Story originally posted to Ecolutionist on June 22, 2012.
Often, it’s hard to stay optimistic with a plethora of bad environmental decisions made by those in power. In the context of development, however, great strides are being made, as Mexican President Felipe Calderon has rejected the construction of a $2 billion tourism area that was set on the periphery of one of the world’s most pristine protected areas.
Planned by a Spanish real estate developer, the Cabo Cortes development was slated to erect on Baja California’s coast and in close proximity to the fishing village of Cabo Pulmo. The history of this area is rich – in an effort to prevent overfishing, many fishermen traded their nets to preserve their reef, creating a protected area and no-take zone within the area in 2002. The area was then turned into a small tourist destination, with local personnel offering snorkeling tours and a variety of smaller activities.
When the Cabo Cortes development was presented, local fishermen and tourism operators knew that such a plan was disastrous to their local ecosystem. The reports from the developer about the project forgot to take water management into account – a crucial aspect of the project that would undoubtedly impact the protected area.
Even some government officials thought the idea was a ‘conservation nightmare’, but had very little policy and legislation to defer the project. To defer or reject the project, the assessment process has to prove impossible things – one being that the development would drive a species to extinction (if anyone has any idea on how to prove this, let the Nobel prize office know).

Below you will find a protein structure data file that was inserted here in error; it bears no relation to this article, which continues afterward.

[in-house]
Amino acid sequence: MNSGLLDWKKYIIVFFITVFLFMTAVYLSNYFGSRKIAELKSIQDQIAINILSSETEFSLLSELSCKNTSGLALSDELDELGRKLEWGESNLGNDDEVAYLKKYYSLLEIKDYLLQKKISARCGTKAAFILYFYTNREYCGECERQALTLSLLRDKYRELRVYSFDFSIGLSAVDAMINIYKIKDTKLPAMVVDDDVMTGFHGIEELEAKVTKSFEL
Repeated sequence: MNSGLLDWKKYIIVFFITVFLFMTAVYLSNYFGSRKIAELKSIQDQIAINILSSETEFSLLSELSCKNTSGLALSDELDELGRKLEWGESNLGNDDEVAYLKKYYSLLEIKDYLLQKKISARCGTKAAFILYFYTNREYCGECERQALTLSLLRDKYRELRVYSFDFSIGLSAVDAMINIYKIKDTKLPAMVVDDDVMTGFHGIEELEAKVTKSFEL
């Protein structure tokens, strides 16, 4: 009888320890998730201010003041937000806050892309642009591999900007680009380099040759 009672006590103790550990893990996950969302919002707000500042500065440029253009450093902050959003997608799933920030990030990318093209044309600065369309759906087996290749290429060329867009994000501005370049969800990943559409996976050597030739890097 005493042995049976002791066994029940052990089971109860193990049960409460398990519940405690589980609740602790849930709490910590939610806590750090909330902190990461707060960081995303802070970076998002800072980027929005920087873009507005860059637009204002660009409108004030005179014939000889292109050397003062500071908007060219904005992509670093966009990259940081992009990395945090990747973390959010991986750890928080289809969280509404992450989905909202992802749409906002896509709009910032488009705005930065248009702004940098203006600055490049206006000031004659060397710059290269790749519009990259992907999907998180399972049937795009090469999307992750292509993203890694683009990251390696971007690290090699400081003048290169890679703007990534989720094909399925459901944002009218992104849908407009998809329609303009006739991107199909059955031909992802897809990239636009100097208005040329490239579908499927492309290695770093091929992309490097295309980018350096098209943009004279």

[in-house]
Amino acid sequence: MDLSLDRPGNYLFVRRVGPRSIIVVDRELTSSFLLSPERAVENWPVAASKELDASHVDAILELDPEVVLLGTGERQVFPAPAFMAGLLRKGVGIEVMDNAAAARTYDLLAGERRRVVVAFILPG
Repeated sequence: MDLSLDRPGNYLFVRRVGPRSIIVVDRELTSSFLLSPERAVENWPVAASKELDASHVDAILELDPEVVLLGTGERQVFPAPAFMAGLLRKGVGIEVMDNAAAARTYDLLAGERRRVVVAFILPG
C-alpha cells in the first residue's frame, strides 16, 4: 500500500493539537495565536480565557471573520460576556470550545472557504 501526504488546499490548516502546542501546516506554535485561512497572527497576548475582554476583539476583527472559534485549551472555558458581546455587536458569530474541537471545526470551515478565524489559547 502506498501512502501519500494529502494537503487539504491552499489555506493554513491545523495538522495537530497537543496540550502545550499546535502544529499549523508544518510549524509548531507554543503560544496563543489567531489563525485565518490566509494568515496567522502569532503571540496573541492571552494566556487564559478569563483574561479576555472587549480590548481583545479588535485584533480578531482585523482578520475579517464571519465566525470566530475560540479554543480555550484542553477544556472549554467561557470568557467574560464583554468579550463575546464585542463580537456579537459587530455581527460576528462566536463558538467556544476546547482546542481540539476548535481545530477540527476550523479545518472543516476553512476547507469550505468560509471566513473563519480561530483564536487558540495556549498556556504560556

So what actually caused the project to be declined? Good ol’ civil action. Many international organizations (WWF and Greenpeace) both took great efforts to engage citizens on this project, hosting rallies and offering support to smaller, more localized non-profit groups. Initially, the governmental branch responsible for project regulation approved the project, sending these groups and citizens into an uproar, which didn’t desist until the President’s recent declaration.
Having visited the area last month, I saw first-hand what this area meant to the people of Baja California. The area is pristine – very few people, rolling waves, and wonderful reefs full of life. The thought of the are turning into a mega-resort, full of paved roads and poorly managed waters still makes my stomach turn.
Although the project is currently rejected, this may not always be the case. As it is an election year in Mexico, a new leader will come into power shortly after voting on July 1. This new power may shift the mission and mandate of Mexico in such a way where this development could prosper. I hold hope that these fishermen and other local people take a stand for their protected area during the remainder of the campaign period, and that a new leader keeps those people in mind for the duration of their term.